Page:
I am in a mood for Judith Wright poetry, to rail against the world and still find beauty. And the full moon tonight stops me turning pages at:
Old Woman’s Song
The moon drained white by day
lifts from the hill
where the old pear-tree, fallen in storm,
puts out some blossom still.
Women believe in the moon.
This branch I hold
is not more white and still than she
whose flower is ages old;
and so I carry home
this branch of pear
that makes such obstinate tokens still
of fruit it cannot bear.
Wright’s poem is in quatrains (four-line stanzas) with a rhyme scheme of ABCB, meaning that the second and fourth lines rhyme and the first and third have no relation to each other or to the even-numbered lines. I’d identify this piece as “heterometrical” because I think the lines are mostly iambic but rarely do they contain the same number of iambic feet. I like this “form” because it allows the reader to experience the rhythm of the poem and allowes the writer to use the visual effect of line breaks.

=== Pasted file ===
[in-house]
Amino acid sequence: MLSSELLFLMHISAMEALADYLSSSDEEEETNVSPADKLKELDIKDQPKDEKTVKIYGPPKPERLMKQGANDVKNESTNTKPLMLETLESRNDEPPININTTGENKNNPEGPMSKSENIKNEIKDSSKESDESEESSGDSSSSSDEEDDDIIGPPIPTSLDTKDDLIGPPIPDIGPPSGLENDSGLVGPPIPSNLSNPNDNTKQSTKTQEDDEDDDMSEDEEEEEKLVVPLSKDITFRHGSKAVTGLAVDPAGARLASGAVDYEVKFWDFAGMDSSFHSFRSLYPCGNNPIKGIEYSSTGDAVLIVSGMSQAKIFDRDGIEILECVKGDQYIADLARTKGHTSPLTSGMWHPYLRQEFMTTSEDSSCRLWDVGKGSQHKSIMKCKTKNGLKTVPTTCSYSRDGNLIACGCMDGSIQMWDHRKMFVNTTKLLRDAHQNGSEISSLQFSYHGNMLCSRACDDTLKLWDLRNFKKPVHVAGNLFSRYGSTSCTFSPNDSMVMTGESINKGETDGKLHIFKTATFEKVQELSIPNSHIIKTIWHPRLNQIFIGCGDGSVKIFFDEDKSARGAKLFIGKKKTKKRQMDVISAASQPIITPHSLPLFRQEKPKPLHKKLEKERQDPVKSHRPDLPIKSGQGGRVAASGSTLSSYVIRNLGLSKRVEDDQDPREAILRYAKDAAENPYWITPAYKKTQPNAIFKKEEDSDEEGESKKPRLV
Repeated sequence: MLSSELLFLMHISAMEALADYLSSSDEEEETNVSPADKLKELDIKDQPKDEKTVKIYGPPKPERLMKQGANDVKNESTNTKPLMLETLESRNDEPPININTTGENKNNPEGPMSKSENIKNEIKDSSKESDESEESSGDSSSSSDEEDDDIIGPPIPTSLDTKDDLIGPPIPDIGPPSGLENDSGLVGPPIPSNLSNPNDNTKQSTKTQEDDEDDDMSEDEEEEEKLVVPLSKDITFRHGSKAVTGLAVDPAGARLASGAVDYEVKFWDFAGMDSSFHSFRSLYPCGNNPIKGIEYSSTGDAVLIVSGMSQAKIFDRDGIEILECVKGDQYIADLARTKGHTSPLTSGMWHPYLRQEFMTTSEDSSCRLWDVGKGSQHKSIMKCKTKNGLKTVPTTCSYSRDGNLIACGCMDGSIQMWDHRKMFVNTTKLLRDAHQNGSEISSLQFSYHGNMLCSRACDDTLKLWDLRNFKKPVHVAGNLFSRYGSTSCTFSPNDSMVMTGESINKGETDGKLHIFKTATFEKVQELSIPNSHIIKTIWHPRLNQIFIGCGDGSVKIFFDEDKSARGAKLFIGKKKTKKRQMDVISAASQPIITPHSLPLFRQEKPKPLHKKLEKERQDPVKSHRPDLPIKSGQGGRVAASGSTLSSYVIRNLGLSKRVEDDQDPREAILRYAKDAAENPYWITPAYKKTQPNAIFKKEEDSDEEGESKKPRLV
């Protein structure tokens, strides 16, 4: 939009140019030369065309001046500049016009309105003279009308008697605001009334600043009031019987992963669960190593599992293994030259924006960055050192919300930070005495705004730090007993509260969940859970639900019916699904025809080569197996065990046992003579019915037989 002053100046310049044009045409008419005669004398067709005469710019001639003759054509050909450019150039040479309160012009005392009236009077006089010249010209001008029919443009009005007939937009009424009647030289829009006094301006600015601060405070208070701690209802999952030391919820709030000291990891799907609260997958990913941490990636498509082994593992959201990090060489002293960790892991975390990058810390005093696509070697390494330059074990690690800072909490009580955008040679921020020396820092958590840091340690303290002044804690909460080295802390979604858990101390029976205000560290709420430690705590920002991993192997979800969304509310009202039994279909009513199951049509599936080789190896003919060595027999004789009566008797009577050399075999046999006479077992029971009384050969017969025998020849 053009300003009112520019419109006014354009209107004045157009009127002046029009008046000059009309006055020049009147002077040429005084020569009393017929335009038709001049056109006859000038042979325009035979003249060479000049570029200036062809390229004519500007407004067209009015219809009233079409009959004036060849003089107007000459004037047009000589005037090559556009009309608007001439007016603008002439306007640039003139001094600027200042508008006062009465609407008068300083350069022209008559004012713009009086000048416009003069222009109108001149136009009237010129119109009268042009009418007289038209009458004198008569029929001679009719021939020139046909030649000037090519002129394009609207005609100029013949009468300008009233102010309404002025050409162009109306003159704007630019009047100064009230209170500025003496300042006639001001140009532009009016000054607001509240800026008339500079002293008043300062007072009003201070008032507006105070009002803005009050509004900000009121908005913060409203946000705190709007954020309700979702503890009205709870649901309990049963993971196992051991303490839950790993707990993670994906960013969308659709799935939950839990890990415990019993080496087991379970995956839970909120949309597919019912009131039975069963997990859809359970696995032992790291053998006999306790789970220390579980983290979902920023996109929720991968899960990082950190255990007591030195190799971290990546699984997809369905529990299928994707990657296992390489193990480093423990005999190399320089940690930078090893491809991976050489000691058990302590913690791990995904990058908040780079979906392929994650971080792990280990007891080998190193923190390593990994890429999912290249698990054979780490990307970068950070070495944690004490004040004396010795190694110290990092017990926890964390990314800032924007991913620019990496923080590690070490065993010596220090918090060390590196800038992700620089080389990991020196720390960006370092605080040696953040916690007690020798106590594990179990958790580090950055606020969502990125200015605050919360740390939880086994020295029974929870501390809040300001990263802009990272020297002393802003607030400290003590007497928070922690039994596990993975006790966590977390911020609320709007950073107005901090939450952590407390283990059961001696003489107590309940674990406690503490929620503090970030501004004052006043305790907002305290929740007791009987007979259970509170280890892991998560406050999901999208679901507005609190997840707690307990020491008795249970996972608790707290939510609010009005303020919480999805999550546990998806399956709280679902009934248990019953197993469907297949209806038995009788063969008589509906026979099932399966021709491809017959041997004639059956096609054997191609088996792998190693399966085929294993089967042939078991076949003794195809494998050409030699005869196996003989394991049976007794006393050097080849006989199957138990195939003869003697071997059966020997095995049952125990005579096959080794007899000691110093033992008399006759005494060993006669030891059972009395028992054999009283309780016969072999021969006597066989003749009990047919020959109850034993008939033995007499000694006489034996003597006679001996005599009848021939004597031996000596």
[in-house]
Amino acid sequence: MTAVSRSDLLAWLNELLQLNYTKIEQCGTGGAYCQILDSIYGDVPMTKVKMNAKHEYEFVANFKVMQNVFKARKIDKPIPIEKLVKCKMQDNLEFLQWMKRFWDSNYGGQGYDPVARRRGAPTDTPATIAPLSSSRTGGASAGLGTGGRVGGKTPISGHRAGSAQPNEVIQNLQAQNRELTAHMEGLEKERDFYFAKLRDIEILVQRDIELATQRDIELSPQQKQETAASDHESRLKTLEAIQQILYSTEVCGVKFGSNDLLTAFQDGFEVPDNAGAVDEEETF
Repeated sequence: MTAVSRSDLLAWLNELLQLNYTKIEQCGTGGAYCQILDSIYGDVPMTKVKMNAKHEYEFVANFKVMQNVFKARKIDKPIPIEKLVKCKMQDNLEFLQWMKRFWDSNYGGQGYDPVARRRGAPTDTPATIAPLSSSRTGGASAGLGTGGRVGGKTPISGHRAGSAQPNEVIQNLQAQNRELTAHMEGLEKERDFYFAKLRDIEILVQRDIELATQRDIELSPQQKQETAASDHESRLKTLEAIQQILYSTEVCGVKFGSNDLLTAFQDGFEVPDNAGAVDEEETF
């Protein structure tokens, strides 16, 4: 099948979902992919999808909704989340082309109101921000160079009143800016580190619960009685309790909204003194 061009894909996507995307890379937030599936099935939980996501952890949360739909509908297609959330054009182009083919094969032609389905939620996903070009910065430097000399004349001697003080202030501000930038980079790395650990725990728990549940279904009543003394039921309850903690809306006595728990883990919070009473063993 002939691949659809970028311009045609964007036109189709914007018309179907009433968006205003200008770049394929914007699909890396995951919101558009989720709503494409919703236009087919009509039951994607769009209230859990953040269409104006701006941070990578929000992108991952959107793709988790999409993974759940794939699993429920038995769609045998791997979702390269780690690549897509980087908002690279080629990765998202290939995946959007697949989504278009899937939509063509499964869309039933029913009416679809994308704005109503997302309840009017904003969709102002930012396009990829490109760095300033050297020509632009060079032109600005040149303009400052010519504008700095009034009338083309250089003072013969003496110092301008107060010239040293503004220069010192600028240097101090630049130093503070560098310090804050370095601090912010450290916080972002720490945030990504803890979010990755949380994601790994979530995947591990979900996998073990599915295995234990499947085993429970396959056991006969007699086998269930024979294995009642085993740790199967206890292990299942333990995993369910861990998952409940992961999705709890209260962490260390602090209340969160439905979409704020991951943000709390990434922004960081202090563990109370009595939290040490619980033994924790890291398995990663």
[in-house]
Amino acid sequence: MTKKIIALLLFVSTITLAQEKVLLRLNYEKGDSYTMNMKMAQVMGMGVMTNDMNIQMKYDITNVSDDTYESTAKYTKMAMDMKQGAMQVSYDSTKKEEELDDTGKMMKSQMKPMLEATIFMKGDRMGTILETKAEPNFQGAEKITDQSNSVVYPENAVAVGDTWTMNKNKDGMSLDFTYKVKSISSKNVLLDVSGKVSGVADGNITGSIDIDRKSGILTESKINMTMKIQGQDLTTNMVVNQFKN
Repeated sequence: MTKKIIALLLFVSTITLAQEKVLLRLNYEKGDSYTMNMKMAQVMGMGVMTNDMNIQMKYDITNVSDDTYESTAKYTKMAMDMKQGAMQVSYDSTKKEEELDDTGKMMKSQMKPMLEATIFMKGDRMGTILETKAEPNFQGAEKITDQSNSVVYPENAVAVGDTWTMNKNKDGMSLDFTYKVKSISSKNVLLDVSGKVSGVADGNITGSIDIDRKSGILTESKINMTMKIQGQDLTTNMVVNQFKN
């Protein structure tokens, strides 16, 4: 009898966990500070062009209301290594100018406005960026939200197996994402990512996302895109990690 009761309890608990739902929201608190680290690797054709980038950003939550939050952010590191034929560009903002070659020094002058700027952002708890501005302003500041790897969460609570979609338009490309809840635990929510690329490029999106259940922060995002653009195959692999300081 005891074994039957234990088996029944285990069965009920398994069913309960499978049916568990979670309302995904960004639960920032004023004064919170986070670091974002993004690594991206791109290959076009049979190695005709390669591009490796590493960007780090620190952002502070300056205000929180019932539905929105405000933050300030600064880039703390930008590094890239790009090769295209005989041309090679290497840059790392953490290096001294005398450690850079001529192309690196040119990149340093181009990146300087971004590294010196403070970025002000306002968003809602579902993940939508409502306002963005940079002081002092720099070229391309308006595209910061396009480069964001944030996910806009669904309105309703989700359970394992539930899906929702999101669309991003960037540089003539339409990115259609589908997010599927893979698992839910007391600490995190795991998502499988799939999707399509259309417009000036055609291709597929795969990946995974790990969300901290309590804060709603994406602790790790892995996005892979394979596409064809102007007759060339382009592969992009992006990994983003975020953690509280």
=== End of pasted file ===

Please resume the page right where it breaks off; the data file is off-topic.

To me this poem speaks of the futility of beauty, and more: the persistence of beauty in spite of said futility.
The first line of the second stanza shocks me with its end-stopped-ness and its implications: men don’t? What is there to believe? What does that belief gain you or subtract from you? Lots of moonlit paths to pursue.
And what does the title tell me? That this is not the epiphany of a young woman, although the poem, by its existence, lends this epiphany to those of any age or identity. But it is the voice of a woman who feels she is past her prime and may be looking for a reason to keep going.
It’s a beaut.